TSP Hardship Withdrawals and Hurricane Harvey

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By on August 31, 2017 in Pay & Benefits with 0 Comments
Texas Guardsmen help a man and his dog off of a boat that they helped transport to safety from flood waters caused by Hurricane Harvey

Texas Guardsmen from the 386th Engineer Battalion, first responders from Texas Task Force One and the Cypress Creek Fire Department move residents from severely flooded neighborhoods to safety days after Hurricane Harvey in Cypress Creek, Texas, Aug. 28, 2017. The team rescued more than 1,000 people and hundreds of dogs and cats, bringing them to dry ground. Army National Guard photo by Capt. Martha Nigrelle

Based on past experience, those who have been affected by Tropical Storm Harvey can likely expect some help from the Thrift Savings Plan. Though they have not yet announced it, it is probable that the Thrift Board will loosen up the rules on financial hardship in-service withdrawals for those who meet one of the following two requirements:

  • First, their primary residence or place of employment is located in a covered disaster area and has incurred a loss as a result of Tropical Storm Harvey.
  • Second, their hardship withdrawal will be used to assist an eligible family member who lives or works in a covered disaster area and who has incurred a loss as a result of Tropical Storm Harvey.

Expect the TSP to treat any Harvey related financial hardship in-service withdrawal request as a qualifying hardship and will also waive the rule that prohibits employee contributions for six months after taking a hardship withdrawal.

The Thrift Board has made these changes for other natural disasters, most recently for Hurricane Matthew.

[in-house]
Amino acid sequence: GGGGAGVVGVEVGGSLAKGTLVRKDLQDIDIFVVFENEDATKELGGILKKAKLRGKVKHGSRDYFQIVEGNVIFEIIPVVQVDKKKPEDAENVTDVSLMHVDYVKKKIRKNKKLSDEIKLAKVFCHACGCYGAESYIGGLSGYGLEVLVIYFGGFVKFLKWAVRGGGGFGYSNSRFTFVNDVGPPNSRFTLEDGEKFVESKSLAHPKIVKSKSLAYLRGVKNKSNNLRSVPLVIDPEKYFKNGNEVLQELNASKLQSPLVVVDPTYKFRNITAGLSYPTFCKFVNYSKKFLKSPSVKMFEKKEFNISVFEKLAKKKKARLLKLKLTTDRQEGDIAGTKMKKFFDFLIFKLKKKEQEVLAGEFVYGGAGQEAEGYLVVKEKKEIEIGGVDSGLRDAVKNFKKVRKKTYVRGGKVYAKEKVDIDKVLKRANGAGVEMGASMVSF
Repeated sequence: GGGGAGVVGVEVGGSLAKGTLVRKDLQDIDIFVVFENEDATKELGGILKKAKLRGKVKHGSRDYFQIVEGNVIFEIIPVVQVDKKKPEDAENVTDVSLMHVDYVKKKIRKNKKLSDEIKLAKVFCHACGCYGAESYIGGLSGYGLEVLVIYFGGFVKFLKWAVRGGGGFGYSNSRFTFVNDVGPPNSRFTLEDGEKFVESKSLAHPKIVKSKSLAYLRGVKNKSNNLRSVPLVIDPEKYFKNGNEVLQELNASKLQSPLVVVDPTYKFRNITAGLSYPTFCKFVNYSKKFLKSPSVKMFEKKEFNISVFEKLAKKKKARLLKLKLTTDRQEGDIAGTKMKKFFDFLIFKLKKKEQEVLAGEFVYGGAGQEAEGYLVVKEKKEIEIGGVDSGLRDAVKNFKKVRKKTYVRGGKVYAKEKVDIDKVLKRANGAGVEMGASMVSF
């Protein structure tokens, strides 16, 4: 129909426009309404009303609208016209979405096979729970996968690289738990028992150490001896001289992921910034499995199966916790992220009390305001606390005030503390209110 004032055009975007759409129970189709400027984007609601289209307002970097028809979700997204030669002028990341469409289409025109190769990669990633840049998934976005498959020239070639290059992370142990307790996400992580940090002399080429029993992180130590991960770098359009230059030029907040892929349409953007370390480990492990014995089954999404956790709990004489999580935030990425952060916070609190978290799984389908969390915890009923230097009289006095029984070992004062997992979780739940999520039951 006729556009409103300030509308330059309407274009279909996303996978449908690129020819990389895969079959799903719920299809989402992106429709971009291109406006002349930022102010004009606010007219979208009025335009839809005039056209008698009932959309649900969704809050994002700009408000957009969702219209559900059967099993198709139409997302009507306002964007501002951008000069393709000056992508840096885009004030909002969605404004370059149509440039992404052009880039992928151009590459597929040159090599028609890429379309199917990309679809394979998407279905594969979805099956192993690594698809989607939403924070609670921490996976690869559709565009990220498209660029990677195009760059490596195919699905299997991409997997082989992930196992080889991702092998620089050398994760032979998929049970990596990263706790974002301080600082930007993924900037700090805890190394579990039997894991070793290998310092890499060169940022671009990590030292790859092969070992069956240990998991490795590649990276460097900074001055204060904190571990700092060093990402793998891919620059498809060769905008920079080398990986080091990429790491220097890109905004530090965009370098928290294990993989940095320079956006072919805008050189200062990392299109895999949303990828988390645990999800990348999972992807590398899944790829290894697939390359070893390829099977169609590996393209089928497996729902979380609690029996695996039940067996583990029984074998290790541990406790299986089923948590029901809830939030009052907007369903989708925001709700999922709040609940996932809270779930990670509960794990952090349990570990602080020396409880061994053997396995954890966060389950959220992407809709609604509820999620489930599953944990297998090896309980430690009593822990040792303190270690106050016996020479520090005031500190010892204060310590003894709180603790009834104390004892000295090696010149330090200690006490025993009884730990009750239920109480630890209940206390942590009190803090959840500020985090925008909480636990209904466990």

If an official announcement is made, look for it on FedSmith.

Update

John was right! The TSP announced on September 1 that it is relaxing hardship withdrawal rules to provide assistance to victims.

Agencies can request to have John Grobe, or another of Federal Career Experts' qualified instructors, deliver a retirement or transition seminar to their employees. FCE instructors are not financial advisers and will not sell or recommend financial products to class participants. Agency Benefits Officers can contact John Grobe at [email protected] to discuss schedules and costs.

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John Grobe is President of Federal Career Experts, a firm that provides pre-retirement training and seminars to a wide variety of federal agencies. FCE’s instructors are all retired federal retirement specialists who educate class participants on the ins and outs of federal retirement and benefits; there is never an attempt to influence participants to invest a certain way, or to purchase any financial products. John and FCE specialize in retirement for special category employees, such as law enforcement officers.

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